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Noah Confronts a Worldwide Catastrophe Part 2

Overall View of Noah's ark
jeff.jacobs1990
Image by Jeff Jacobs from Pixabay

Summers in the East Coast were often a treat for me as a young boy. I treasured spending those hot, humid days visiting my grandparents in Coney Island in New York. Besides cooling off in the Atlantic Ocean, the main attraction was Steeplechase Park. The assortment of rides this park offered to a young starry-eyed boy was dizzying. Of course, I was ambitious enough to think I could enjoy them all in one outing.

One go-to amusement was the swing ride. According to an online history of carousels, the “swing ride is a variant of a carousel ride – a fairground ride that has chairs suspended by chains from the top of the carousel . . . This ride is also called a swing carousel, wave swinger, yo-yo, Chair-O-Planes or a swinger”.

This mechanism operates on a principle of a spinning central core powered by a motor that forces the swings to extend outward on wires or metal chains. The faster the central core spins, the farther out the swings stretch.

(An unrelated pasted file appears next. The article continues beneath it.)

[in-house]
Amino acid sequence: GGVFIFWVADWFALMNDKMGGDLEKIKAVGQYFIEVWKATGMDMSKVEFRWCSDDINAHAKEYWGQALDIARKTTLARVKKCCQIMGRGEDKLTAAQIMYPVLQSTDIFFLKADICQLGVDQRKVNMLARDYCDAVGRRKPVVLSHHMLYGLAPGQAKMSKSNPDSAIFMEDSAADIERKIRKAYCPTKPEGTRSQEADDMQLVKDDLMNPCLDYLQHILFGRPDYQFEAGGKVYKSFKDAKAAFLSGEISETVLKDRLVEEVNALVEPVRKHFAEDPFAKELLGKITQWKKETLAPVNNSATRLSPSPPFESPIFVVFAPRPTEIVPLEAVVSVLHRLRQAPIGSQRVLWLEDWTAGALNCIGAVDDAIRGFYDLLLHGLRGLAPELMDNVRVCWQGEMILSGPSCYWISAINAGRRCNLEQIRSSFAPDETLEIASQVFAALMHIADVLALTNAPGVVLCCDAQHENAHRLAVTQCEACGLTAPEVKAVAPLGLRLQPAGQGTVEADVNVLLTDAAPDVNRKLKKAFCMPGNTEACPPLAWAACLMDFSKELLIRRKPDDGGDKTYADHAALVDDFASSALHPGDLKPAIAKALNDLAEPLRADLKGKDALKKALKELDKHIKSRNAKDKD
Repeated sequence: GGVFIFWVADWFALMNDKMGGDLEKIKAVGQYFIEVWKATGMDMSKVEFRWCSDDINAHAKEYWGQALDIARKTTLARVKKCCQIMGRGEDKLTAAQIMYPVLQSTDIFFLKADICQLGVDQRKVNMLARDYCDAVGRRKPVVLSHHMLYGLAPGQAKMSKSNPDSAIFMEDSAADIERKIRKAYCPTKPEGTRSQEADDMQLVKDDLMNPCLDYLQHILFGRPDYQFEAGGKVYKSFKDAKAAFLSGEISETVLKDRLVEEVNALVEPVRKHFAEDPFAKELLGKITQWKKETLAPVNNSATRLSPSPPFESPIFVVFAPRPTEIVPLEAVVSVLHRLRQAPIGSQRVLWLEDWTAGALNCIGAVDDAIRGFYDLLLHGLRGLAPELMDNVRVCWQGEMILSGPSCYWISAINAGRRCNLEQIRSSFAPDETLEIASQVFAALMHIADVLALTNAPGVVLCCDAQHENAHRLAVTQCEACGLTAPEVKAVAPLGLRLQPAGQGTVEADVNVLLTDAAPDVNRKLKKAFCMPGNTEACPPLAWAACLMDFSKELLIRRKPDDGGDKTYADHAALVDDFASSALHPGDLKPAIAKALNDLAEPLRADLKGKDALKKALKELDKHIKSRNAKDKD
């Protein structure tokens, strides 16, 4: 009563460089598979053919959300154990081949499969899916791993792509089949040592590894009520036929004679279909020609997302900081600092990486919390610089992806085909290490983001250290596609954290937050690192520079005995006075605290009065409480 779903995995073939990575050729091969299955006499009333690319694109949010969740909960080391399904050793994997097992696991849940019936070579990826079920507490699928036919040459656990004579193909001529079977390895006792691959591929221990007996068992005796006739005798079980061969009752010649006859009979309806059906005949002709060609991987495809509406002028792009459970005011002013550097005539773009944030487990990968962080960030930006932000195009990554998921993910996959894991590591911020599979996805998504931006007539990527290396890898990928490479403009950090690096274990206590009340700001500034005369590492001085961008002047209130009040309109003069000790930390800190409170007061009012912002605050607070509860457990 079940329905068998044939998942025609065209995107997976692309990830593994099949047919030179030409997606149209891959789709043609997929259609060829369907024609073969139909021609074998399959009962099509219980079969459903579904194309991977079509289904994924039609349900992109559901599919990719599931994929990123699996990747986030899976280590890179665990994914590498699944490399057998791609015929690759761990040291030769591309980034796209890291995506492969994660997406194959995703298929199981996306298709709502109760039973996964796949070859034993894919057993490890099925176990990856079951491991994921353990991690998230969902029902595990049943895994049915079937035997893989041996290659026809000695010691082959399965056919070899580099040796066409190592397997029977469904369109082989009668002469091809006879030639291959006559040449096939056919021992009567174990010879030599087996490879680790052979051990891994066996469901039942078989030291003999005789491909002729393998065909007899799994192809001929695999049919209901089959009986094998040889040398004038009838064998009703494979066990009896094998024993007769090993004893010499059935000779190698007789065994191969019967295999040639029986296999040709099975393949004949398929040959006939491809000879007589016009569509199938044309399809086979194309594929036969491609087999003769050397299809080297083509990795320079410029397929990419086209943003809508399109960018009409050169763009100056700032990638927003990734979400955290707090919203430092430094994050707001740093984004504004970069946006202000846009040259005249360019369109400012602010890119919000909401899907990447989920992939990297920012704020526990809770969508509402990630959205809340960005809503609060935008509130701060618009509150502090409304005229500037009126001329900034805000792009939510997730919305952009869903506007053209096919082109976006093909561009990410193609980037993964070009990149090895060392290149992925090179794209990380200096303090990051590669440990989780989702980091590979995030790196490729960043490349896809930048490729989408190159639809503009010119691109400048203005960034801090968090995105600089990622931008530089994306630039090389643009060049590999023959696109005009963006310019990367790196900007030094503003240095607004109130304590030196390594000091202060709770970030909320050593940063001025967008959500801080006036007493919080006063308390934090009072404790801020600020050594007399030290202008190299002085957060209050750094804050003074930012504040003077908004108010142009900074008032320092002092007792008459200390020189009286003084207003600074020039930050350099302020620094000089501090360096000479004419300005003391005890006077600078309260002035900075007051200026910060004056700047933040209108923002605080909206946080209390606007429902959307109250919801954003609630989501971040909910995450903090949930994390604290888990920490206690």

What does this sentimental childhood memory have to do with Noah’s situation or any spiritual truths? Let me suggest our relationship with God begins with a person’s central core fixed on the Lord. From this connection to our Creator, we discover a powerful, inner centrifugal force that drives our spiritual aspirations. When that inner connection to God is fractured, there are grave spiritual consequences-lack of purpose, extreme self-centeredness, depression, broken relationships, and involvement in destructive sins. This truth brings us to the reason why God brought the Flood upon our planet.

Sadly, this catastrophic event in Noah’s day was due to man’s lack of any desire to enjoy a relationship with God. The human population refused to see their need to have God as that centrifugal force. Instead, they attempted to enthrone themselves at the core of their souls. We too are fooled by the same self-deception. As long as we keep the swings in motion, we are convinced we can be the “captain of our own souls.” Despite our sincere endeavors, we default to arrogant pride, extreme self-centeredness, and a refusal to believe there is Someone in the universe greater than ourselves.